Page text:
Demopolis City Council gets three new faces

The Demopolis City Council will see changes in three of five districts after Tuesday’s municipal election results.

Charles Jones Jr. will be the new representative for District 1 after he took a three-way race in a landslide victory. Jones garnered 249 votes while Robert Shepherd had 101. Grace Clayton Motley finished with 23.

The win is the latest turn in what has been a trying year for Jones and his family after the tragic loss of his son, Charles (Tre) Jones III in April. Tre, a student at the University of Alabama, drowned after falling from a riverboat during a campus gathering. That incident provided a somber backdrop for District 1’s councilman elect Tuesday evening.

“You know, with what happened four and a half months ago, mentally, I wasn’t really ready. But, some people approached me – and I don’t know if it was people who wanted me to get back up on the horse and ride again or people who actually thought I could make a difference,” Jones said of his decision to seek a council seat for the second time after having lost an election in District 2 previously. “Of course, you know, I ran in District 2 and, before Tre’s accident had wholeheartedly planned on running in 2 again. I was approached by people and decided to go for it and make a difference and here I am. Dad was there. He was the Muhammad Ali of city council. I think he did three terms. Here I am starting my political career.”

Jones expressed anticipation for the new council, which will take office later this year. And while he has been through tough times this year, he is confident he has plenty to offer his city.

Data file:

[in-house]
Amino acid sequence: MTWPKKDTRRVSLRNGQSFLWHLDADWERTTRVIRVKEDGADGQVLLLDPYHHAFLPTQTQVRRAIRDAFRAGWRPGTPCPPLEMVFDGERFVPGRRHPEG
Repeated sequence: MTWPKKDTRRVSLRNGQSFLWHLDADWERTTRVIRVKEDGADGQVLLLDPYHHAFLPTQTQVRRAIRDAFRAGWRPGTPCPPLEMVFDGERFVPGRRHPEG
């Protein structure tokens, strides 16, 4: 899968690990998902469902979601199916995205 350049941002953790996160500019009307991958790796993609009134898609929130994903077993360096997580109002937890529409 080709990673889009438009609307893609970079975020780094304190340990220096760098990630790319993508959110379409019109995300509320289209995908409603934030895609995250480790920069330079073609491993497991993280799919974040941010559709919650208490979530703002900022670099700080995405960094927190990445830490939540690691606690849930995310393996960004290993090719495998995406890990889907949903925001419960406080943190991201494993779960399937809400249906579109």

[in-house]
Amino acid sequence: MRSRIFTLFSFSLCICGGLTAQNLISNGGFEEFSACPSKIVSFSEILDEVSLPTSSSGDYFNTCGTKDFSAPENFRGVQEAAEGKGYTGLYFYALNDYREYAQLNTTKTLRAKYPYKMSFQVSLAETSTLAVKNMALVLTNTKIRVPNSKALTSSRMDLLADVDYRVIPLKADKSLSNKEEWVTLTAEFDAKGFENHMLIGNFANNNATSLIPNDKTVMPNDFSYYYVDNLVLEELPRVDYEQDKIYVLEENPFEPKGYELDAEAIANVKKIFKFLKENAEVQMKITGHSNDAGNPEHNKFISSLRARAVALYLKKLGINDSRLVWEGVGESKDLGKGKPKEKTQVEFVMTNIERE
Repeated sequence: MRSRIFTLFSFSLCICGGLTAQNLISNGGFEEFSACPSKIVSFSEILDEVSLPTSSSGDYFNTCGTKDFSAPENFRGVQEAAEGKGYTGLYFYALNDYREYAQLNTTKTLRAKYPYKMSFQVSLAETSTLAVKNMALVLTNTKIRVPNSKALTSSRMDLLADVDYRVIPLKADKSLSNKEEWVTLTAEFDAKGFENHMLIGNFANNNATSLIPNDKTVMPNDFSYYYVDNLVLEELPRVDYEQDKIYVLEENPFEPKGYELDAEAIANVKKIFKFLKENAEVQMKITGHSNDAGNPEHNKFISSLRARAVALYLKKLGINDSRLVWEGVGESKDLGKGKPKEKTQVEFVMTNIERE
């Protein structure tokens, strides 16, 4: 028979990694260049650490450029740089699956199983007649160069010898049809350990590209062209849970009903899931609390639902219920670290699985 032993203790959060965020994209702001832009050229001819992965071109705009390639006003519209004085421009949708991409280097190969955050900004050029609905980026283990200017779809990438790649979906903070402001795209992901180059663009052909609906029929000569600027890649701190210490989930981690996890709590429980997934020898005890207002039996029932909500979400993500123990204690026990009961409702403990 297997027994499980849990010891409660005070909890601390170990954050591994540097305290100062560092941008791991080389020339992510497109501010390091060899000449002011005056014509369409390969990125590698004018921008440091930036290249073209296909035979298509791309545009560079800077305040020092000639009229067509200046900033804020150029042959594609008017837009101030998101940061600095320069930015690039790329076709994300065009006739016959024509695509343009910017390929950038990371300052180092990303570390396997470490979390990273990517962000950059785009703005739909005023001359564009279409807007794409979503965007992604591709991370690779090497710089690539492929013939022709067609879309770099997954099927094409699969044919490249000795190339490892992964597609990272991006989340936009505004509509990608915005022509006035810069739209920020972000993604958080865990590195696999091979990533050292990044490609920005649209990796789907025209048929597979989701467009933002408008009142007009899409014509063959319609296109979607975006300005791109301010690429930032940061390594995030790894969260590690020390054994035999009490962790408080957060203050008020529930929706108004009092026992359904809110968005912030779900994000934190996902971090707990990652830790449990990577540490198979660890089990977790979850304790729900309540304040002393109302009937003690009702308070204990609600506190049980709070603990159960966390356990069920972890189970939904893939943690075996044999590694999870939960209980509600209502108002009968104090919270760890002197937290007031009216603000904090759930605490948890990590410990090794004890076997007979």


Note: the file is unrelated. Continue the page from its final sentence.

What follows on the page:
“I’m not at my best. Somebody sent me a text and said, ‘Hopefully there is still a little fire in you.’ There is a spark,” Jones said. “I’m probably not going to be what I used to be, but I think even on a bad day, I’m worth something.”

While Jones will take over District 1 after incumbent Thomas Moore opted not to seek re-election, D. Harris Nelson won District 3 over two-time incumbent Melvin Yelverton 181-84.

“My thought processes were, if I don’t do it, who else is going to do it. It is a hard, thankless job. I had the feeling that if I don’t at least try, then I can’t be mad at other people that are doing it if I don’t come out and at least try,” Nelson said of his decision to run before congratulating his opponent on a strong campaign. “I congratulate Melvin. He ran a good clean campaign. I appreciate the hard work he has put in the last eight years.”

Nelson, just 30 years old, hopes to bring a renewed energy and fresh perspective to a council that has spent much of the last four years deadlocked.

“I just hope we can get out of deadlock on things,” Nelson said, pointing to the 3-3 split decisions that prevented a great deal of council business from getting done in recent months. “Three-three doesn’t help anybody in the city. Doesn’t matter which side of the three you’re on. We’ve got to be able to come to some kind of consensus on things so we can function.”

Mitchell Congress, the incumbent from District 2, expressed similar thoughts after gaining re-election 256-146 over challenger Nathan Hardy.

“It means a lot to me that people in District 2 trusted me enough to re-elect me. I plan to live up to their expectations as I’ve always tried to do,” Congress said. “Hopefully the gridlock will end with this new administration and we can get the people’s business done. I think the people have spoken very loud and clear that they want the gridlock to end and they want us to get some things done.”

Cleveland Cole Jr. knocked off incumbent Jack Cooley in District 5 by a 301-229 margin. Cole, who could not be reached for comment after the win, will join a new-look council that also returns incumbent Bill Meador, who ran unopposed in District 4.